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Research Article: Observational Study

Evaluation of the age-related and gender-related differences in patients with primary insomnia by fractional amplitude of low-frequency fluctuation

A resting-state functional magnetic resonance imaging study

Wang, Yu-Kai PhDa; Shi, Xiao-Hua MDb; Wang, Ying-Ying MDa; Zhang, Xin PhDa; Liu, Hong-Yu PhDa; Wang, Xin-Tong PhDa; Mang, Jing PhDa; Xu, Zhong-Xin PhDa,∗

Section Editor(s): Park., Hyunjin

Author Information
doi: 10.1097/MD.0000000000018786
  • Open

Abstract

1 Introduction

Primary insomnia (PI) is a globally prevalent and increasing incidence of sleep disorders characterized by difficulty in initiating sleep or maintaining sleep.[1,2] However, there were gender and age differences in the incidence of insomnia. Numerous researches showed that the prevalence of insomnia might be higher for women.[3–6] However, insomnia patients of different ages often have different insomnia experiences, younger individuals often have difficulty falling asleep, while the elderly always have difficulty initiating sleep, maintaining sleep, and experiencing early morning awakenings.[4] Furthermore, there are gender and age differences in the response of insomnia patients to some interventions.[7] We are curious about the possible reasons for the difference in incidence and efficacy.

PI is generally considered to be a disorder of hyper-arousal in the physiologic, emotional, or cognitive network.[8,9] Evidence of hyper-arousal includes elevated whole-body metabolic rate during sleep and wakefulness, heightened body temperature, elevated cortisol and adrenocorticotropic hormone,[10] and increased high-frequency electroencephalographic activity during nonrapid eye movement sleep.[11] Previous studies have attempted to locate the specific brain areas with hyper-arousal in PI patients, and found that there was aberrant regional spontaneous brain activity in sleep disorders, and there were gender differences in these brain areas.[12,13] However, age-related differences in brain activity have not been fully studied. In addition, it is unclear whether and how gender and age-related differences affect the distribution of hyper-arousal brain regions. We believe that exploring the differences in the distribution of hyperarousal brain regions among PI patients of different genders and ages will be helpful to further study the gender and age differences in the efficacy of treatment.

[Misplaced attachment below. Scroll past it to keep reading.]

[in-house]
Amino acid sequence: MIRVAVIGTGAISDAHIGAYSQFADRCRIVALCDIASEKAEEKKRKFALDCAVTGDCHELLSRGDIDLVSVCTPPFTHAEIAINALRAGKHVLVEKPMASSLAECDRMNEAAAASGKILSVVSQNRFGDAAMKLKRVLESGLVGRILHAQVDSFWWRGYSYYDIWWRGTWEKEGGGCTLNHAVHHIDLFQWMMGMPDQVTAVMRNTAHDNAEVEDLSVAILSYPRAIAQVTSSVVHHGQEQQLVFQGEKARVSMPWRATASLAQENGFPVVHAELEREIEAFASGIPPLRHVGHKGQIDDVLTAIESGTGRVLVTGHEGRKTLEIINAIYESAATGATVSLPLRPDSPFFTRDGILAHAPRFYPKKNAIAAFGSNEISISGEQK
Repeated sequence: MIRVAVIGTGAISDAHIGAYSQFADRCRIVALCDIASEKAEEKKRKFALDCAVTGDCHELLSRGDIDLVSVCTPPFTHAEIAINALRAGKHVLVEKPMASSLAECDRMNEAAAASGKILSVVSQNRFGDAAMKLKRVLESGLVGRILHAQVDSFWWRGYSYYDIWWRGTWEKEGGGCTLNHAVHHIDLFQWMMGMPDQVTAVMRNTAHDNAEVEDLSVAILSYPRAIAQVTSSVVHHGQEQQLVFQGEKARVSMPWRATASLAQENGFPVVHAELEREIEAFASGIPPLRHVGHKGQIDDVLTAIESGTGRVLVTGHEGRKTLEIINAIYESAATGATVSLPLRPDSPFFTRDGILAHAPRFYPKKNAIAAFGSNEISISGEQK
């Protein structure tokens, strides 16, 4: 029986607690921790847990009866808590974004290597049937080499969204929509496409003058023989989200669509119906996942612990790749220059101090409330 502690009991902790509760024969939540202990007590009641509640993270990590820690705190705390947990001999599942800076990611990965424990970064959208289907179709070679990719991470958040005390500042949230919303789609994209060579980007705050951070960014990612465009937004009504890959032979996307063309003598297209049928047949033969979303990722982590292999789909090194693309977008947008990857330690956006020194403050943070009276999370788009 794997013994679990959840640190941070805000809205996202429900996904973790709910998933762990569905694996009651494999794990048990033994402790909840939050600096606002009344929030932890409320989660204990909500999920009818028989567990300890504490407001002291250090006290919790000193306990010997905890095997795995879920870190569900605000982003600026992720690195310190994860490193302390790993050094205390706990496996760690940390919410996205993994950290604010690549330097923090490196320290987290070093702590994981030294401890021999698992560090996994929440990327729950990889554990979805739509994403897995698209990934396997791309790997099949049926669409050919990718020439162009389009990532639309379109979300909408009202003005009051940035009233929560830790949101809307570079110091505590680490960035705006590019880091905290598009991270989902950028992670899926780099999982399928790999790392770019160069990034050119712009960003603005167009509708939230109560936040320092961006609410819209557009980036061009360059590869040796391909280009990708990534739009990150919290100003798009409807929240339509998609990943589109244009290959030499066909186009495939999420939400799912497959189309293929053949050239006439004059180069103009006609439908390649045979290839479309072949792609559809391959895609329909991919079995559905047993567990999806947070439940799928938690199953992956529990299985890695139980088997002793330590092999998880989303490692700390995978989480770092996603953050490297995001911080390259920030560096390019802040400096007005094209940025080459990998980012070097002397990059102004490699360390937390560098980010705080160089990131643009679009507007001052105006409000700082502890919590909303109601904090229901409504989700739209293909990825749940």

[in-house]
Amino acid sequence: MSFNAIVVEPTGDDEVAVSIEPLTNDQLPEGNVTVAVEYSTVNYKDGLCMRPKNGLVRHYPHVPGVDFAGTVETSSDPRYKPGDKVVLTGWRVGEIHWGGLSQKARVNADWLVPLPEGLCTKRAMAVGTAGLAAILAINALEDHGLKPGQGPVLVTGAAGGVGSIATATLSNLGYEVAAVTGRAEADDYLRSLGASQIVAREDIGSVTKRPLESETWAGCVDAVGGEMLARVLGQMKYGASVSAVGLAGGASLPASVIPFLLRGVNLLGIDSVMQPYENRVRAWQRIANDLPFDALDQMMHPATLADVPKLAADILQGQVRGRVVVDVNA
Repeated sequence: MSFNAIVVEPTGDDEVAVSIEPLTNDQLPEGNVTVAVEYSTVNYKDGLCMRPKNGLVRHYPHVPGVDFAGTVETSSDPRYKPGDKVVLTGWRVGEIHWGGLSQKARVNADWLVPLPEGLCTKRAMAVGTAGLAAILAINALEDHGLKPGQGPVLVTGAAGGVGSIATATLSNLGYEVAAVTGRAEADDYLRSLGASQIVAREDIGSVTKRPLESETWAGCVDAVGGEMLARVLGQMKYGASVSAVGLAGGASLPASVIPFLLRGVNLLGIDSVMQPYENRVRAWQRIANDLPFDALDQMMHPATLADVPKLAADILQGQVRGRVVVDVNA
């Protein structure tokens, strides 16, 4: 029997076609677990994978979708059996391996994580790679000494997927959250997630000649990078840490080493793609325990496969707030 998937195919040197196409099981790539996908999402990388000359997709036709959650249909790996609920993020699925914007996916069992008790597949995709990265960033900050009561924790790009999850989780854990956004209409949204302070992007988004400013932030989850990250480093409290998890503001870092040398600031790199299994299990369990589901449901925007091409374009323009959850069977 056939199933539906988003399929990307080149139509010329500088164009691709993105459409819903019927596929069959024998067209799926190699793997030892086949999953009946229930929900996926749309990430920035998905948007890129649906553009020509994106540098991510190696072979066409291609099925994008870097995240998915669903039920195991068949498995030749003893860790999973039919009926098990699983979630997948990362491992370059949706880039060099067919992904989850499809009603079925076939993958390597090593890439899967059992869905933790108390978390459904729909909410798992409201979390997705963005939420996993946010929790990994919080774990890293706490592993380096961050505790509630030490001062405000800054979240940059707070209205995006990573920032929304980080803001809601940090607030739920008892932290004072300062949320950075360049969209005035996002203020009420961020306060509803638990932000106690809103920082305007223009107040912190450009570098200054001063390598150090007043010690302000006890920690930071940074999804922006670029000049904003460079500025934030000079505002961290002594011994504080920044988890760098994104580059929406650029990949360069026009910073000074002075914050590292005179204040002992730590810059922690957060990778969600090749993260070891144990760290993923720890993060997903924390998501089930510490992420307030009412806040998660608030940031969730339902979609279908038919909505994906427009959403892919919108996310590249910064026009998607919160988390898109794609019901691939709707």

Resting state functional magnetic resonance imaging (rs-fMRI) could measure blood oxygenation level dependent (BOLD) changes in brain tissue in resting state.[14] Amplitude of low-frequency fluctuations (ALFF) can directly demonstrate BOLD signal and reflect idiopathic activity levels of neurons in the voxels according to their energy under the resting state.[15] The simple calculation and reliable characterization[16] of the ALFF measurement made it a useful tool to investigate the brain activity. Although ALFF was a useful tool in detecting the regional neural activity, physiological noise, such as the repetition times in MRI scan and so on, are not critically considered in the ALFF calculation. Therefore, a modified calculation called fractional amplitude of low-frequency fluctuation (fALFF), which means the ratio of the power spectrum of low frequency (0.01–0.08 Hz) to that of the entire frequency range, has been proven to suppress nonspecific noise components and improve the effectiveness in exploring local BOLD signals.[17] Therefore, 15 normal people as healthy controls (HCs) and 30 PI patients were recruited for rs-fMRI study (No. NCT02448602, 14/04/2015). Our study investigated gender-related and age-related differences in brain activity in PI patients. Furthermore, the distribution of hyper-arousal regions was studied by comparing the fALFF between PI and HCs, and the gender-related and age-related differences of hyper-arousal regions were further analyzed. By exploring the influence of age and gender on the brain activity and the distribution of hyper-arousal regions in PI patients, we hoped that our trial could contribute to the further understanding of the hyper-arousal theory of PI.

2 Method

2.1 Participants

From September 2017 to September 2018, 15 healthy subjects without insomnia and 30 PI patients from the outpatient clinic in the Neurological Department of China-Japan Union Hospital of Jilin University and the Neurological Department of Changchun University of Chinese Medicine were recruited in this study. A written signed informed consent was provided by each participant. The experiment was conducted in accordance with the ethical guidelines of the Declaration of Helsinki, and all methodologies were approved by the Ethics Committee of Changchun University of Chinese Medicine (Reference: CCZYFYLL2014-043). All PI patients should satisfy the following criteria.